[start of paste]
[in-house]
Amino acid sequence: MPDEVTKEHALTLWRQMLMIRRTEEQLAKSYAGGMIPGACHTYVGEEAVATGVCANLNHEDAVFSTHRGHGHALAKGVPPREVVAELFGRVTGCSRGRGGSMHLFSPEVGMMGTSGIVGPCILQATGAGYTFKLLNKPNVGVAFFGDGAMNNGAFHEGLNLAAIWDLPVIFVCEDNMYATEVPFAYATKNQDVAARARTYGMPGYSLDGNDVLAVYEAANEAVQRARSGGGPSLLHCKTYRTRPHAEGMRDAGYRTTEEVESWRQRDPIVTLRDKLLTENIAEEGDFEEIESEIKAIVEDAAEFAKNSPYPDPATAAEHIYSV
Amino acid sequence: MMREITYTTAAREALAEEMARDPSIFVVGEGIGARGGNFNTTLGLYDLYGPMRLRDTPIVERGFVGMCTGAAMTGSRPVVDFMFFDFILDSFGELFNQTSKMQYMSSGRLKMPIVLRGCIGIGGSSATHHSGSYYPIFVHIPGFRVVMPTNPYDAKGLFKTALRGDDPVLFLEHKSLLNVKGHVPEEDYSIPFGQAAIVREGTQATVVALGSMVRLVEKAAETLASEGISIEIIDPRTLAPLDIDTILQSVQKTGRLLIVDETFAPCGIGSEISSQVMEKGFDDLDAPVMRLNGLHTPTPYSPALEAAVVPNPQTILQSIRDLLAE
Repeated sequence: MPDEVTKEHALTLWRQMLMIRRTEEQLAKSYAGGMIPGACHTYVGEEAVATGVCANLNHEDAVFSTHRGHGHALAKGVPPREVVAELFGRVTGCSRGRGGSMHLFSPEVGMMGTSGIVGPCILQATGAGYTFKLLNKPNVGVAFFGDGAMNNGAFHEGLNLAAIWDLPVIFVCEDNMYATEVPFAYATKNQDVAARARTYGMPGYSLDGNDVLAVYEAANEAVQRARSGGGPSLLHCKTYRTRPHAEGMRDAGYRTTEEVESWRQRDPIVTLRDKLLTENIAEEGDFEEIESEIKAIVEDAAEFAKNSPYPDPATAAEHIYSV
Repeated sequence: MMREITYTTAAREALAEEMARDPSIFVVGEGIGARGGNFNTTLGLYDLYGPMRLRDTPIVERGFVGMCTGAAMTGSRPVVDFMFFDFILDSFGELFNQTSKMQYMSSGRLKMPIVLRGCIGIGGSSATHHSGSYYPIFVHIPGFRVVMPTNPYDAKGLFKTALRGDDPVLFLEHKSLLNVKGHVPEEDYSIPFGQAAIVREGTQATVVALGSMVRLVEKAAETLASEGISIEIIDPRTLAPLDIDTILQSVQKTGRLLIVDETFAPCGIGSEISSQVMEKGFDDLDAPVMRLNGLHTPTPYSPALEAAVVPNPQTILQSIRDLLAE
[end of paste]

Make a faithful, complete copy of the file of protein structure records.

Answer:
[in-house]
Amino acid sequence: MPDEVTKEHALTLWRQMLMIRRTEEQLAKSYAGGMIPGACHTYVGEEAVATGVCANLNHEDAVFSTHRGHGHALAKGVPPREVVAELFGRVTGCSRGRGGSMHLFSPEVGMMGTSGIVGPCILQATGAGYTFKLLNKPNVGVAFFGDGAMNNGAFHEGLNLAAIWDLPVIFVCEDNMYATEVPFAYATKNQDVAARARTYGMPGYSLDGNDVLAVYEAANEAVQRARSGGGPSLLHCKTYRTRPHAEGMRDAGYRTTEEVESWRQRDPIVTLRDKLLTENIAEEGDFEEIESEIKAIVEDAAEFAKNSPYPDPATAAEHIYSV
Amino acid sequence: MMREITYTTAAREALAEEMARDPSIFVVGEGIGARGGNFNTTLGLYDLYGPMRLRDTPIVERGFVGMCTGAAMTGSRPVVDFMFFDFILDSFGELFNQTSKMQYMSSGRLKMPIVLRGCIGIGGSSATHHSGSYYPIFVHIPGFRVVMPTNPYDAKGLFKTALRGDDPVLFLEHKSLLNVKGHVPEEDYSIPFGQAAIVREGTQATVVALGSMVRLVEKAAETLASEGISIEIIDPRTLAPLDIDTILQSVQKTGRLLIVDETFAPCGIGSEISSQVMEKGFDDLDAPVMRLNGLHTPTPYSPALEAAVVPNPQTILQSIRDLLAE
Repeated sequence: MPDEVTKEHALTLWRQMLMIRRTEEQLAKSYAGGMIPGACHTYVGEEAVATGVCANLNHEDAVFSTHRGHGHALAKGVPPREVVAELFGRVTGCSRGRGGSMHLFSPEVGMMGTSGIVGPCILQATGAGYTFKLLNKPNVGVAFFGDGAMNNGAFHEGLNLAAIWDLPVIFVCEDNMYATEVPFAYATKNQDVAARARTYGMPGYSLDGNDVLAVYEAANEAVQRARSGGGPSLLHCKTYRTRPHAEGMRDAGYRTTEEVESWRQRDPIVTLRDKLLTENIAEEGDFEEIESEIKAIVEDAAEFAKNSPYPDPATAAEHIYSV
Repeated sequence: MMREITYTTAAREALAEEMARDPSIFVVGEGIGARGGNFNTTLGLYDLYGPMRLRDTPIVERGFVGMCTGAAMTGSRPVVDFMFFDFILDSFGELFNQTSKMQYMSSGRLKMPIVLRGCIGIGGSSATHHSGSYYPIFVHIPGFRVVMPTNPYDAKGLFKTALRGDDPVLFLEHKSLLNVKGHVPEEDYSIPFGQAAIVREGTQATVVALGSMVRLVEKAAETLASEGISIEIIDPRTLAPLDIDTILQSVQKTGRLLIVDETFAPCGIGSEISSQVMEKGFDDLDAPVMRLNGLHTPTPYSPALEAAVVPNPQTILQSIRDLLAE